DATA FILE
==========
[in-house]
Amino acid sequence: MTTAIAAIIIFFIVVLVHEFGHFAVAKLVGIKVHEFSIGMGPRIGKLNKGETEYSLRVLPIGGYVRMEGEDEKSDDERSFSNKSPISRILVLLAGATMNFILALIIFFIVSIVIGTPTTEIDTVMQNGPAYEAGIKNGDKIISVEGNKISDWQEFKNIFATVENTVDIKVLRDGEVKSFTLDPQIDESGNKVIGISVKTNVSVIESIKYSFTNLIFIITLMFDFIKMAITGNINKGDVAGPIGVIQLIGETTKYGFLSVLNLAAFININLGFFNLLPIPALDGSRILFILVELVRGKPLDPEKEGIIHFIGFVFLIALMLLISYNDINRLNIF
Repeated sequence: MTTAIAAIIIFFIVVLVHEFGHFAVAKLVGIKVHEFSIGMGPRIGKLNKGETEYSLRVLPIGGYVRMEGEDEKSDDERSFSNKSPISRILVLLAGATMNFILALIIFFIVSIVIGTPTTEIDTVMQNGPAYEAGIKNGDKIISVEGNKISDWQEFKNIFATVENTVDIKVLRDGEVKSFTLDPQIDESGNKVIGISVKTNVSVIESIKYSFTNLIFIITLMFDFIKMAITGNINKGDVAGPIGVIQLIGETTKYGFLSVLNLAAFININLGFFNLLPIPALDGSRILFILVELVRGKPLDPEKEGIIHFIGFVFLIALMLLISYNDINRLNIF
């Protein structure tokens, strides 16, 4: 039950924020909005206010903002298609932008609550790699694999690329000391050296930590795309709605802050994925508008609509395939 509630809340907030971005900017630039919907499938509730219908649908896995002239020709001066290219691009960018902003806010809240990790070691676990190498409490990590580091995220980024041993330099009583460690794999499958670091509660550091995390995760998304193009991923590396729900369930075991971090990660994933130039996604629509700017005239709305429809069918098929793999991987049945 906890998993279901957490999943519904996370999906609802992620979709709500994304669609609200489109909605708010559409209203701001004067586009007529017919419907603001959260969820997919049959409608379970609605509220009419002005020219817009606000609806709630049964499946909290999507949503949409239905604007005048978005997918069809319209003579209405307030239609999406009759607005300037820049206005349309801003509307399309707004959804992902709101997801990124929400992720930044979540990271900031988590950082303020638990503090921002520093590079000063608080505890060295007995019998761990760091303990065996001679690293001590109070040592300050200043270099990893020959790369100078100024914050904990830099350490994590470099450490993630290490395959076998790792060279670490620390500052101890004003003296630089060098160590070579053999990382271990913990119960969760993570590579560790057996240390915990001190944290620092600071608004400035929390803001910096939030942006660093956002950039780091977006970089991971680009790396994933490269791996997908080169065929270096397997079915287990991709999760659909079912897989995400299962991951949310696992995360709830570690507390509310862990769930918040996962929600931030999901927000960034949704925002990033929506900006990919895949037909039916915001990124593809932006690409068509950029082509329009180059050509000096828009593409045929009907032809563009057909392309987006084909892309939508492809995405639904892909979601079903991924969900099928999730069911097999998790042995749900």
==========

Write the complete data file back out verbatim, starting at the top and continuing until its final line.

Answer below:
[in-house]
Amino acid sequence: MTTAIAAIIIFFIVVLVHEFGHFAVAKLVGIKVHEFSIGMGPRIGKLNKGETEYSLRVLPIGGYVRMEGEDEKSDDERSFSNKSPISRILVLLAGATMNFILALIIFFIVSIVIGTPTTEIDTVMQNGPAYEAGIKNGDKIISVEGNKISDWQEFKNIFATVENTVDIKVLRDGEVKSFTLDPQIDESGNKVIGISVKTNVSVIESIKYSFTNLIFIITLMFDFIKMAITGNINKGDVAGPIGVIQLIGETTKYGFLSVLNLAAFININLGFFNLLPIPALDGSRILFILVELVRGKPLDPEKEGIIHFIGFVFLIALMLLISYNDINRLNIF
Repeated sequence: MTTAIAAIIIFFIVVLVHEFGHFAVAKLVGIKVHEFSIGMGPRIGKLNKGETEYSLRVLPIGGYVRMEGEDEKSDDERSFSNKSPISRILVLLAGATMNFILALIIFFIVSIVIGTPTTEIDTVMQNGPAYEAGIKNGDKIISVEGNKISDWQEFKNIFATVENTVDIKVLRDGEVKSFTLDPQIDESGNKVIGISVKTNVSVIESIKYSFTNLIFIITLMFDFIKMAITGNINKGDVAGPIGVIQLIGETTKYGFLSVLNLAAFININLGFFNLLPIPALDGSRILFILVELVRGKPLDPEKEGIIHFIGFVFLIALMLLISYNDINRLNIF
């Protein structure tokens, strides 16, 4: 039950924020909005206010903002298609932008609550790699694999690329000391050296930590795309709605802050994925508008609509395939 509630809340907030971005900017630039919907499938509730219908649908896995002239020709001066290219691009960018902003806010809240990790070691676990190498409490990590580091995220980024041993330099009583460690794999499958670091509660550091995390995760998304193009991923590396729900369930075991971090990660994933130039996604629509700017005239709305429809069918098929793999991987049945 906890998993279901957490999943519904996370999906609802992620979709709500994304669609609200489109909605708010559409209203701001004067586009007529017919419907603001959260969820997919049959409608379970609605509220009419002005020219817009606000609806709630049964499946909290999507949503949409239905604007005048978005997918069809319209003579209405307030239609999406009759607005300037820049206005349309801003509307399309707004959804992902709101997801990124929400992720930044979540990271900031988590950082303020638990503090921002520093590079000063608080505890060295007995019998761990760091303990065996001679690293001590109070040592300050200043270099990893020959790369100078100024914050904990830099350490994590470099450490993630290490395959076998790792060279670490620390500052101890004003003296630089060098160590070579053999990382271990913990119960969760993570590579560790057996240390915990001190944290620092600071608004400035929390803001910096939030942006660093956002950039780091977006970089991971680009790396994933490269791996997908080169065929270096397997079915287990991709999760659909079912897989995400299962991951949310696992995360709830570690507390509310862990769930918040996962929600931030999901927000960034949704925002990033929506900006990919895949037909039916915001990124593809932006690409068509950029082509329009180059050509000096828009593409045929009907032809563009057909392309987006084909892309939508492809995405639904892909979601079903991924969900099928999730069911097999998790042995749900």